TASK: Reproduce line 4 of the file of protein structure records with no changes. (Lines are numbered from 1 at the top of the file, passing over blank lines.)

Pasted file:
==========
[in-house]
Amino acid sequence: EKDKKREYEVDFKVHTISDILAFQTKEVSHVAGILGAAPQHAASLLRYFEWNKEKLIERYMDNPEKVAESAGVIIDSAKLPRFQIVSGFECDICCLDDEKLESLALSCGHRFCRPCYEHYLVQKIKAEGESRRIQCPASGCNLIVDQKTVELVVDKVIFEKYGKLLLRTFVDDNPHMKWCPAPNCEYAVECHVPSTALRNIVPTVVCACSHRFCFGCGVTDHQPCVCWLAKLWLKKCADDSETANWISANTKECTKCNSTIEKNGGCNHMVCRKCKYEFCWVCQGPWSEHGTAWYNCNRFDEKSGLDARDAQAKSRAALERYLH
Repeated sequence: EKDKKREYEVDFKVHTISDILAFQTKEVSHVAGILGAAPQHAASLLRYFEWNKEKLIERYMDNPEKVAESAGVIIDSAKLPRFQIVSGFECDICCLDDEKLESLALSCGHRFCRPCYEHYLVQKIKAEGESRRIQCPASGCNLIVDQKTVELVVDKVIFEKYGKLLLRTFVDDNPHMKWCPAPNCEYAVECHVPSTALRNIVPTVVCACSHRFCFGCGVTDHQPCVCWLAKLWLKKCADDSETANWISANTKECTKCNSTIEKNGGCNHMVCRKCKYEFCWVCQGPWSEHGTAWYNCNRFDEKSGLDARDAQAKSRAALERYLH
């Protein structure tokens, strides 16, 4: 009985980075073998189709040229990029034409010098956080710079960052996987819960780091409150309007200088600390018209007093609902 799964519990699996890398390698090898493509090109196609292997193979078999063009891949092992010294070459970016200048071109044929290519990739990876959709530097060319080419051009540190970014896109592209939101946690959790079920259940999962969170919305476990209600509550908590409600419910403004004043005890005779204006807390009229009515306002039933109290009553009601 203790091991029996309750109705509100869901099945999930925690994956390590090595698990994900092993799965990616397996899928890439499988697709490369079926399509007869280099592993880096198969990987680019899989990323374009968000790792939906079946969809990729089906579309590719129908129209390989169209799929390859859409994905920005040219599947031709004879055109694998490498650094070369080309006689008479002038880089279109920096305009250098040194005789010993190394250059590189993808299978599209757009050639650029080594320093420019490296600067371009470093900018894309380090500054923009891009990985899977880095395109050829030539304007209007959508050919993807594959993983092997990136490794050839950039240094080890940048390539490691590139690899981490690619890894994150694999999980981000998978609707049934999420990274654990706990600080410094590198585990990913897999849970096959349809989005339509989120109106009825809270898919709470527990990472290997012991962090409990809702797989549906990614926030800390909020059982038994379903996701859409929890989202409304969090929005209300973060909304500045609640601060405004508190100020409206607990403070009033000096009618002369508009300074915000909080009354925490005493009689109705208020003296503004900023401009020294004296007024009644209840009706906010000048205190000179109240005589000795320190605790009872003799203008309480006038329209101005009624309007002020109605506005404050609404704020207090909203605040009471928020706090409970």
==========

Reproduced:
């Protein structure tokens, strides 16, 4: 009985980075073998189709040229990029034409010098956080710079960052996987819960780091409150309007200088600390018209007093609902 799964519990699996890398390698090898493509090109196609292997193979078999063009891949092992010294070459970016200048071109044929290519990739990876959709530097060319080419051009540190970014896109592209939101946690959790079920259940999962969170919305476990209600509550908590409600419910403004004043005890005779204006807390009229009515306002039933109290009553009601 203790091991029996309750109705509100869901099945999930925690994956390590090595698990994900092993799965990616397996899928890439499988697709490369079926399509007869280099592993880096198969990987680019899989990323374009968000790792939906079946969809990729089906579309590719129908129209390989169209799929390859859409994905920005040219599947031709004879055109694998490498650094070369080309006689008479002038880089279109920096305009250098040194005789010993190394250059590189993808299978599209757009050639650029080594320093420019490296600067371009470093900018894309380090500054923009891009990985899977880095395109050829030539304007209007959508050919993807594959993983092997990136490794050839950039240094080890940048390539490691590139690899981490690619890894994150694999999980981000998978609707049934999420990274654990706990600080410094590198585990990913897999849970096959349809989005339509989120109106009825809270898919709470527990990472290997012991962090409990809702797989549906990614926030800390909020059982038994379903996701859409929890989202409304969090929005209300973060909304500045609640601060405004508190100020409206607990403070009033000096009618002369508009300074915000909080009354925490005493009689109705208020003296503004900023401009020294004296007024009644209840009706906010000048205190000179109240005589000795320190605790009872003799203008309480006038329209101005009624309007002020109605506005404050609404704020207090909203605040009471928020706090409970």